Some super rich say: Tax my estate, please

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"Some high-profile, high net-worth folks on Wednesday called on Congress to impose a 'strong' estate tax going forward.

'Our country is on an unsustainable fiscal path. [Revenue from an estate tax can] fund deficit reduction, additional public investment, or added assistance to those affected by the economic crisis,' said Robert Rubin, who served as Treasury secretary during the Clinton administration and more recently as chairman of Citigroup.

Moreover, Rubin added, 'our nation has always held itself out as a meritocracy and a land of opportunity, and an estate tax helps avoid accumulation of inherited economic and political power that is antithetical to this historical vision of our society.'

Rubin was joined by former hedge fund manager Julian Robertson, Walt Disney's grand-niece Abigail Disney and AFL-CIO president Richard Trumka on a call organized by liberal group United for a Fair Economy. [...]

What next for the estate tax: The debate is made more complex by growing concern over the country's fiscal situation given the economic slowdown and the approach of unsustainable spending by the end of the decade.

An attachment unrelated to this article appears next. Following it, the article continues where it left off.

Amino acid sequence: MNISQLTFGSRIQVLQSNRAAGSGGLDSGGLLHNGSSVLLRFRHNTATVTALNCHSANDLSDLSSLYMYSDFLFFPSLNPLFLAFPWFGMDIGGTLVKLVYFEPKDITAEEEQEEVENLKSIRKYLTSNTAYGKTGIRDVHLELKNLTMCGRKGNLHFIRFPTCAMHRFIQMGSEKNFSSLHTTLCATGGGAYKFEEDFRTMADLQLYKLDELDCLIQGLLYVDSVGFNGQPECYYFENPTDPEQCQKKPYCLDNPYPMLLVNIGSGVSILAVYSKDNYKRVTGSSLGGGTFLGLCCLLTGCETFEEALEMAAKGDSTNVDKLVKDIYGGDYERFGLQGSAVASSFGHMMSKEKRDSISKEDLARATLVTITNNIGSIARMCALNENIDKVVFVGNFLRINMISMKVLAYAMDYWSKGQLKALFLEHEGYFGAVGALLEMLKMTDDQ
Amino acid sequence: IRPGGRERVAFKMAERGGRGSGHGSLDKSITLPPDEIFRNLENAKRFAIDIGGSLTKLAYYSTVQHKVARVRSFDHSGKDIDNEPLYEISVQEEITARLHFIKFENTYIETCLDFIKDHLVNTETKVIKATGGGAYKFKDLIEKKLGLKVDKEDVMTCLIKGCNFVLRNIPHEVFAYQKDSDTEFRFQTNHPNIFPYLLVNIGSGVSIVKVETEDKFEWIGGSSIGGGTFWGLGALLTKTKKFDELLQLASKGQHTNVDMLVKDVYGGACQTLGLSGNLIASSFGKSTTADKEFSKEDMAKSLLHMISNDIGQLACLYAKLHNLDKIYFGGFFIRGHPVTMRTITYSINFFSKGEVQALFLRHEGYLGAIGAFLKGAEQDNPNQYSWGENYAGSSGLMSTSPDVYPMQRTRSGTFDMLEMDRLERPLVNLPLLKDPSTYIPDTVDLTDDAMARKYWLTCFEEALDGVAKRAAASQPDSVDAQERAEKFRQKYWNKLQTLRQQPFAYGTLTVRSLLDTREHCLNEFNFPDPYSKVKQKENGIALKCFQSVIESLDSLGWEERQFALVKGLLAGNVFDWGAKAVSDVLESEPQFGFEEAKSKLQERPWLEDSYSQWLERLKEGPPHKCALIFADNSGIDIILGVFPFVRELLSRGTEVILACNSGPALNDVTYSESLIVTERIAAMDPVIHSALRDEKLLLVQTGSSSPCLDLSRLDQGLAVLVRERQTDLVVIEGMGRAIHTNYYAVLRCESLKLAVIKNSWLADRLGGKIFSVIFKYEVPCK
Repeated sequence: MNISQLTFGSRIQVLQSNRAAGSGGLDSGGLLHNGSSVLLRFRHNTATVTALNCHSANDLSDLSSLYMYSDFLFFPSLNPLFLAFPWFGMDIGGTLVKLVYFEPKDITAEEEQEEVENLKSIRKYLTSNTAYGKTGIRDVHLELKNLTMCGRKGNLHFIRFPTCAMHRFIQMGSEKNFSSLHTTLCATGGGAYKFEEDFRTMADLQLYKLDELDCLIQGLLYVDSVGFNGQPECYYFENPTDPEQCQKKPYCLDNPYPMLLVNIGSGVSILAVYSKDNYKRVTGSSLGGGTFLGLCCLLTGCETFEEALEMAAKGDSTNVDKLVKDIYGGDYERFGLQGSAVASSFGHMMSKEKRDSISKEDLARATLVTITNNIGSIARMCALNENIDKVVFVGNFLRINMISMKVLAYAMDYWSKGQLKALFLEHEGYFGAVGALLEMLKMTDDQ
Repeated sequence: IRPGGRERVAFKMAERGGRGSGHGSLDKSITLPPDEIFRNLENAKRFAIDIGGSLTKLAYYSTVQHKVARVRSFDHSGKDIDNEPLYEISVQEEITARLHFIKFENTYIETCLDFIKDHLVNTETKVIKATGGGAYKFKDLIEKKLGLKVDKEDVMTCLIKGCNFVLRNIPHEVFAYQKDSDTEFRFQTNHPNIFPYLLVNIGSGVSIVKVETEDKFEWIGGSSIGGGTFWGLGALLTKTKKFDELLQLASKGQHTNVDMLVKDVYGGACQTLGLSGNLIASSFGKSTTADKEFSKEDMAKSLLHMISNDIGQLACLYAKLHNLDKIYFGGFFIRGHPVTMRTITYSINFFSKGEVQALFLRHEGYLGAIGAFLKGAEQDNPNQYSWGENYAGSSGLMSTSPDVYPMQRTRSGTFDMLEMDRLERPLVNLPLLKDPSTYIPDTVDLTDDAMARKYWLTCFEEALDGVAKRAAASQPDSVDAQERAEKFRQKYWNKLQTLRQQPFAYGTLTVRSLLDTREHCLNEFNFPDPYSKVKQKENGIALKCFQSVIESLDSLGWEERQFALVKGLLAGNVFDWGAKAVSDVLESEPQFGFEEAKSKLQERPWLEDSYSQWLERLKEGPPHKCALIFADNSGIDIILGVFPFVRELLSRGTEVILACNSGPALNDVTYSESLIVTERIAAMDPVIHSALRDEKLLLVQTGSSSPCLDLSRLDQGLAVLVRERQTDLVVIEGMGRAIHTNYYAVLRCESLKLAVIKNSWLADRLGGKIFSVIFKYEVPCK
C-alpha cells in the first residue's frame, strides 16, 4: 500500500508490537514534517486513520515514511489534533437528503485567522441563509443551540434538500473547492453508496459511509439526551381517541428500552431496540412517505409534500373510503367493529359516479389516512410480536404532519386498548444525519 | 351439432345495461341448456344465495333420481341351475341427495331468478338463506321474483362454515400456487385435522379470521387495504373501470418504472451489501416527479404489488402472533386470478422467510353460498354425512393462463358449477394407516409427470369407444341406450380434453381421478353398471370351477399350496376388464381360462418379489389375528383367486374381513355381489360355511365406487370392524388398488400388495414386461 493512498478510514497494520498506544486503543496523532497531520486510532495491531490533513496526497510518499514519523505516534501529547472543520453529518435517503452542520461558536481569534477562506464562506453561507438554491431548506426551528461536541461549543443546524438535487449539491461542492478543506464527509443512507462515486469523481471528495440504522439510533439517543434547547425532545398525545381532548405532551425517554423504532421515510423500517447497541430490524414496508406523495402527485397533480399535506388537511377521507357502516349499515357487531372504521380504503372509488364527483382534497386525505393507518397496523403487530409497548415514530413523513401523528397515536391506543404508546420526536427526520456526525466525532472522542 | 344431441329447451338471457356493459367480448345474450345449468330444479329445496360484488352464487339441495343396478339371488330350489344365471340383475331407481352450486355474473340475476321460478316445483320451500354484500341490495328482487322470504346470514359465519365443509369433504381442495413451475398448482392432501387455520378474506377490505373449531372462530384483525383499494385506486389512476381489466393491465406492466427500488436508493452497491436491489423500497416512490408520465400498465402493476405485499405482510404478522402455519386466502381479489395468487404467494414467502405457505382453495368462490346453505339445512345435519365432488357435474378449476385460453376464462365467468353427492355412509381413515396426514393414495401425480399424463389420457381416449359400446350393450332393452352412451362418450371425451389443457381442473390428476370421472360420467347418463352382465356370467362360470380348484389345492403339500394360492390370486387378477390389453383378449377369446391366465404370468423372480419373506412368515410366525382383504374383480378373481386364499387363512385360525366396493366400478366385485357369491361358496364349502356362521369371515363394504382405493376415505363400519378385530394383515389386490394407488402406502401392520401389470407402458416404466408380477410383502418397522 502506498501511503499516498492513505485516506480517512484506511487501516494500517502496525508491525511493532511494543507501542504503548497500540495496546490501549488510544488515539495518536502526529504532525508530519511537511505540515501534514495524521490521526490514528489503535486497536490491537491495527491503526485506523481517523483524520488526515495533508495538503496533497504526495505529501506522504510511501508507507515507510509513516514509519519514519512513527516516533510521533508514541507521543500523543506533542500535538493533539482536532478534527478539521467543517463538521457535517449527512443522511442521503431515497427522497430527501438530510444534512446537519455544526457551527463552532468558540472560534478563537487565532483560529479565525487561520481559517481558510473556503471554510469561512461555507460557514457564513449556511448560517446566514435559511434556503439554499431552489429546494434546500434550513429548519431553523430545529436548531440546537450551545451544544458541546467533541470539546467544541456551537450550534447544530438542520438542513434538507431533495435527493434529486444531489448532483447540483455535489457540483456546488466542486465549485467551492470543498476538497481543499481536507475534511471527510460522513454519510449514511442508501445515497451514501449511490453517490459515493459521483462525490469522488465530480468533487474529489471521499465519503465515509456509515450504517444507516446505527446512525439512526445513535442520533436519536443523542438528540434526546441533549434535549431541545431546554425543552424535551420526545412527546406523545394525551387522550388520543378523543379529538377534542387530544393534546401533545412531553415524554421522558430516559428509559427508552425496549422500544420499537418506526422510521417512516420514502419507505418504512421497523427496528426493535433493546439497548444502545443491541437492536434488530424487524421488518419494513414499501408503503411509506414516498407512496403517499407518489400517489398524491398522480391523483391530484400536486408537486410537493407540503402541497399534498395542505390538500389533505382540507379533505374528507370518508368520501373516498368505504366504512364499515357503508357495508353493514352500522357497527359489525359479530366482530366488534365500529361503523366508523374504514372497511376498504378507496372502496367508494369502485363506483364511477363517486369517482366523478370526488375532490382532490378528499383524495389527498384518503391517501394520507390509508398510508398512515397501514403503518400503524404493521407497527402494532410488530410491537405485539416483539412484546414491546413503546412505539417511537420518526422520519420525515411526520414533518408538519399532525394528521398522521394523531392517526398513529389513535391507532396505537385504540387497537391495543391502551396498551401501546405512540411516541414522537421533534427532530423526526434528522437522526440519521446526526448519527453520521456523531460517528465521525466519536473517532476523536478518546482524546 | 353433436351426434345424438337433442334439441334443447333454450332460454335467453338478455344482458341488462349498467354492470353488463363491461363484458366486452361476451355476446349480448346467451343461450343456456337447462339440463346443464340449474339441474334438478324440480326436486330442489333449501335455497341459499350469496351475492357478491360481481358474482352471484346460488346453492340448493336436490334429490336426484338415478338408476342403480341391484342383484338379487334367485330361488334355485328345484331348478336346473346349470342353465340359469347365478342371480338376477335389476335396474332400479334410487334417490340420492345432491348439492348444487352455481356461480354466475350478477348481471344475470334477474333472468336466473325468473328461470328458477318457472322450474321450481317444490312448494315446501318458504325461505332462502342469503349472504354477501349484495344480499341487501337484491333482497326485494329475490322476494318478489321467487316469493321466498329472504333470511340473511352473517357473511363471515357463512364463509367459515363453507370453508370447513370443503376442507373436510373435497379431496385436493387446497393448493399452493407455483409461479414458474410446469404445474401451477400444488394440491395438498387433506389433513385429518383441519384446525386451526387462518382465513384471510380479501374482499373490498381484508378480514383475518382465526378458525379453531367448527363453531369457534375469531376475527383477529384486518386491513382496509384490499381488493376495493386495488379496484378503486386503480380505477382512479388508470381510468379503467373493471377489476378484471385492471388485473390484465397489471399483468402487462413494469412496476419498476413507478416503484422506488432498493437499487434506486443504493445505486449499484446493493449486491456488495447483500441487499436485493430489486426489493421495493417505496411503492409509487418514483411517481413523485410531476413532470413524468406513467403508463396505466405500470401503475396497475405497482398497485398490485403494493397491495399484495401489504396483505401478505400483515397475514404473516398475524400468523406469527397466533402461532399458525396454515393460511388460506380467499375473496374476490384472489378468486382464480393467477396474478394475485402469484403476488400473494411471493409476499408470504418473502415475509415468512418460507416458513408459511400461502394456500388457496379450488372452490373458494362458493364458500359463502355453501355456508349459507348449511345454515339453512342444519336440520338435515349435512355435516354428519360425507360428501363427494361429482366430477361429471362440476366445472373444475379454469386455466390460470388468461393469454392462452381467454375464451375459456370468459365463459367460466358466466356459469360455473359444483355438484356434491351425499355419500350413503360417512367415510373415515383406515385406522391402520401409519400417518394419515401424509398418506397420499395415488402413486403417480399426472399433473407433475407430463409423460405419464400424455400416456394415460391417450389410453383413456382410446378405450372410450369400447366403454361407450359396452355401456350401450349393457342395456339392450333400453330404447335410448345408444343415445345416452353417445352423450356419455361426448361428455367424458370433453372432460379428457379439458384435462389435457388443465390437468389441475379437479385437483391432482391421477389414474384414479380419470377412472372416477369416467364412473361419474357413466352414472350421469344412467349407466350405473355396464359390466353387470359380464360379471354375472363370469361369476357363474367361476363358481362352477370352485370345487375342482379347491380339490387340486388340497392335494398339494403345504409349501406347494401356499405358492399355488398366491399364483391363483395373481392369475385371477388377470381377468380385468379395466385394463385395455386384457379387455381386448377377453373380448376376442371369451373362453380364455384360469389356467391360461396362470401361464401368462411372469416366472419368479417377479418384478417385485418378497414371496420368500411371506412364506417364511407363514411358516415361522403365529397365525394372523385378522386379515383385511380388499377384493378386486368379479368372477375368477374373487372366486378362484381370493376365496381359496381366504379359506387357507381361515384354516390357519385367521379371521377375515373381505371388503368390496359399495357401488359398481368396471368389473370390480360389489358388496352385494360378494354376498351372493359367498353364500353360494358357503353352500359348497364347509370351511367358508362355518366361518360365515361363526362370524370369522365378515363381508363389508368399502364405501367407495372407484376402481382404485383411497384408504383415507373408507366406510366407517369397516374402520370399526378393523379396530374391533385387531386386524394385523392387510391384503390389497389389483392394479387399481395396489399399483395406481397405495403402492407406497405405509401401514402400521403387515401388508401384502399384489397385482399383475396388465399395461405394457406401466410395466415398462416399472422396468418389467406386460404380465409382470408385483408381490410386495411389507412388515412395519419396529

The individuals who spoke out on Wednesday are advocating for an estate tax that is equal to or stronger than what was in place in 2009. [...]

Those who support an estate tax say, among other things, that it bolsters charitable giving, since making bequests is a tax-deductible event and reduces the size of one's taxable estate.

Warren Buffett and Bill Gates have called on billionaires to become uber-philanthropists by giving away at least half of their net worth to charity. Doing so would substantially reduce the taxes their heirs would owe and therefore greatly reduce Uncle Sam's take.

'It's a wonderful idea. But the nonprofit sector can't do what the government does,' said Disney, who runs the Daphne Foundation. She noted that directing money to a given cause is worthy but no substitute for putting money into a communal pot that the government can use to perform vital functions that no charity does -- like provide infrastructure and defense.

'What you do around estate taxes should not be to avoid paying your fair share,' she said."

Read the full column by Jeanne Sahadi on

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